Few images in this body of work are as intimate – and as disquieting – as Young Couple, Byker. In this shot, we see a man and woman, barely out of their teens, in the backyard of a terrace house. He is naked, his hair curling wetly at his nape, as though he’s just drenched his head in a sobering bucket of cold water. Clothed in a dark dress, she grasps her lover’s hand, and utters a silent plea, appearing to talk him down from some unknown (self?) destructive act. To the left of the image a little boy stares at the ground, wishing away the tense scene that plays out beside him. Above his head hangs a dartboard, which seems to mark him out as a target for sudden, sharp violence. Is he the couple’s child? If so, what parental example might they set him, when they are little more than children themselves?
Adolescence is a time in life when many of us cycle through identities. Visit a teenage nephew at Christmas, and he might be a kohl-eyed, Doc Marten-shod emo. Return at Easter, and chances are he’ll have exchanged these dark and moody signifiers for the Supreme streetwear and box-fresh Yeezies of the high school hypebeast. What, though, of youths who grow up in communities in which identities are much harder to shrug on and off, such as the pubescent cowboy in Collier Schorr’s photograph Young Rider? What’s at stake for him is the continuation not only of a sartorial tradition, but of a whole mythology. The cowboy, after all, is the embodiment of American masculinity, a knight errant in a Stetson, a John Wayne-sized pair of (spurred) boots to fill.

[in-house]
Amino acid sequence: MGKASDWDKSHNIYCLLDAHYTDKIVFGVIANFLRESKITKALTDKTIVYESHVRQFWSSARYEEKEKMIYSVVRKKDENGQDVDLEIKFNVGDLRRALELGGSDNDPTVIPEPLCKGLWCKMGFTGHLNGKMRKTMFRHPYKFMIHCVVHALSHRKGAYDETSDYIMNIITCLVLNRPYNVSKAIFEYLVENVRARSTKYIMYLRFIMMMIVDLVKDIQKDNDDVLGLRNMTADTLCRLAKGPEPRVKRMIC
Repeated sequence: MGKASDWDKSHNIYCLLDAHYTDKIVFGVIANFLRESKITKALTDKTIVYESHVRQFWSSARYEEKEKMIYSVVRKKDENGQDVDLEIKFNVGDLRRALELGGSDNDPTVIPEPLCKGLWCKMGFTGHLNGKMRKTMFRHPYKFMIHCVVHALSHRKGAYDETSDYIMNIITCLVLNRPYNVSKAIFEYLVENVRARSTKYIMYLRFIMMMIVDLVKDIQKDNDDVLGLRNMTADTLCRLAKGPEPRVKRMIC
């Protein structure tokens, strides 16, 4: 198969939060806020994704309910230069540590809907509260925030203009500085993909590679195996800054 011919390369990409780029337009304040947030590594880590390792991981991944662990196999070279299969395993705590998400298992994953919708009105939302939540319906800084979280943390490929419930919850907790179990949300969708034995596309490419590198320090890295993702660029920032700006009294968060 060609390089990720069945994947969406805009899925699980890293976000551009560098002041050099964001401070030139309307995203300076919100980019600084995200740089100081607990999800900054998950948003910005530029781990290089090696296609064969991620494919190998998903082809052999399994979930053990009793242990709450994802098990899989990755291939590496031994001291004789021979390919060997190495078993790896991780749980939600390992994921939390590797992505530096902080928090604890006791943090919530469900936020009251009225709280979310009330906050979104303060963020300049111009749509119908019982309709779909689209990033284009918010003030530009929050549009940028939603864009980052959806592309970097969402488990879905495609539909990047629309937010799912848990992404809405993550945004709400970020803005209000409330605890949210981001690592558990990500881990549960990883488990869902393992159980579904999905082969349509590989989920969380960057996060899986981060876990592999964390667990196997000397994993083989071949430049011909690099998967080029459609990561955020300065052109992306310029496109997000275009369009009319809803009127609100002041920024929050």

Is Schorr’s young gaucho ready to step up? Tellingly, she pictures him not in action at a rodeo or line dance, but sitting on a folding chair, waiting for something (adulthood, perhaps) to begin. A fresh crease ironed into his jeans, his new checked shirt spotlessly clean, his clothing is as unmarked as his baby-smooth cheeks. What experiences await him? Here in the 21st-century, probably nothing that would compare to the tough, violent life of a Jesse James or Billy the Kid. Still, this soft-faced youth will soon be hardened by the macho ideal he is expected to live up to, which has been passed down through the generations. Will this prove to be a golden legacy, or an ancestral curse?